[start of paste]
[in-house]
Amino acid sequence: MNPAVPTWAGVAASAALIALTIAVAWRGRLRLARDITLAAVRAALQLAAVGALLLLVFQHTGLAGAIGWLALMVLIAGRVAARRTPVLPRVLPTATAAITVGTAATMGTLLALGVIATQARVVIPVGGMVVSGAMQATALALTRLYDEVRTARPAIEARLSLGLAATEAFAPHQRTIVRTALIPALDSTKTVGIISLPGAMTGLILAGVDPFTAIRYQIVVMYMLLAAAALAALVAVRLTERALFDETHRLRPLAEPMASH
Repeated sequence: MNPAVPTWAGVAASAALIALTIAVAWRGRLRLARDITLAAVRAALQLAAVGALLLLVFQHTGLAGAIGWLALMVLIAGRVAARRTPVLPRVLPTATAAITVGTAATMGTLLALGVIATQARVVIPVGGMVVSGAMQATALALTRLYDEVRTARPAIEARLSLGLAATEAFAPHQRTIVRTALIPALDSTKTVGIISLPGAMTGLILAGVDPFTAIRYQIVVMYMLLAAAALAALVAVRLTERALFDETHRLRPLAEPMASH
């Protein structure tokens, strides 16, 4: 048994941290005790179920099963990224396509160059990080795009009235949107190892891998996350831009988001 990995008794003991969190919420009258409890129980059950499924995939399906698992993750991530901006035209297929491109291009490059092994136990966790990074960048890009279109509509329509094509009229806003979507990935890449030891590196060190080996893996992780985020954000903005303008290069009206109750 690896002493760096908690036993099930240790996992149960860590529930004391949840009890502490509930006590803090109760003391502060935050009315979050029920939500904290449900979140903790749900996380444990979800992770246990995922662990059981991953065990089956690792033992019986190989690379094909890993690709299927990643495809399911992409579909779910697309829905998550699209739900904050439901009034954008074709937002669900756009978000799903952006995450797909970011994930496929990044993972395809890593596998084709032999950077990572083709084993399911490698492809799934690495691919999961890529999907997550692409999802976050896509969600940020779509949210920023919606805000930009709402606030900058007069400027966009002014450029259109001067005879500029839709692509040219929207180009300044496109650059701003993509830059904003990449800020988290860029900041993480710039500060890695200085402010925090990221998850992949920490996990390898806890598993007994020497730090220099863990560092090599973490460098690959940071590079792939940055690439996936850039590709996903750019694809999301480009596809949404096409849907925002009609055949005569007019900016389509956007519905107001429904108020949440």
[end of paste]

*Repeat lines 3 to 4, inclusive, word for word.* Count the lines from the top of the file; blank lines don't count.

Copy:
Repeated sequence: MNPAVPTWAGVAASAALIALTIAVAWRGRLRLARDITLAAVRAALQLAAVGALLLLVFQHTGLAGAIGWLALMVLIAGRVAARRTPVLPRVLPTATAAITVGTAATMGTLLALGVIATQARVVIPVGGMVVSGAMQATALALTRLYDEVRTARPAIEARLSLGLAATEAFAPHQRTIVRTALIPALDSTKTVGIISLPGAMTGLILAGVDPFTAIRYQIVVMYMLLAAAALAALVAVRLTERALFDETHRLRPLAEPMASH
């Protein structure tokens, strides 16, 4: 048994941290005790179920099963990224396509160059990080795009009235949107190892891998996350831009988001 990995008794003991969190919420009258409890129980059950499924995939399906698992993750991530901006035209297929491109291009490059092994136990966790990074960048890009279109509509329509094509009229806003979507990935890449030891590196060190080996893996992780985020954000903005303008290069009206109750 690896002493760096908690036993099930240790996992149960860590529930004391949840009890502490509930006590803090109760003391502060935050009315979050029920939500904290449900979140903790749900996380444990979800992770246990995922662990059981991953065990089956690792033992019986190989690379094909890993690709299927990643495809399911992409579909779910697309829905998550699209739900904050439901009034954008074709937002669900756009978000799903952006995450797909970011994930496929990044993972395809890593596998084709032999950077990572083709084993399911490698492809799934690495691919999961890529999907997550692409999802976050896509969600940020779509949210920023919606805000930009709402606030900058007069400027966009002014450029259109001067005879500029839709692509040219929207180009300044496109650059701003993509830059904003990449800020988290860029900041993480710039500060890695200085402010925090990221998850992949920490996990390898806890598993007994020497730090220099863990560092090599973490460098690959940071590079792939940055690439996936850039590709996903750019694809999301480009596809949404096409849907925002009609055949005569007019900016389509956007519905107001429904108020949440």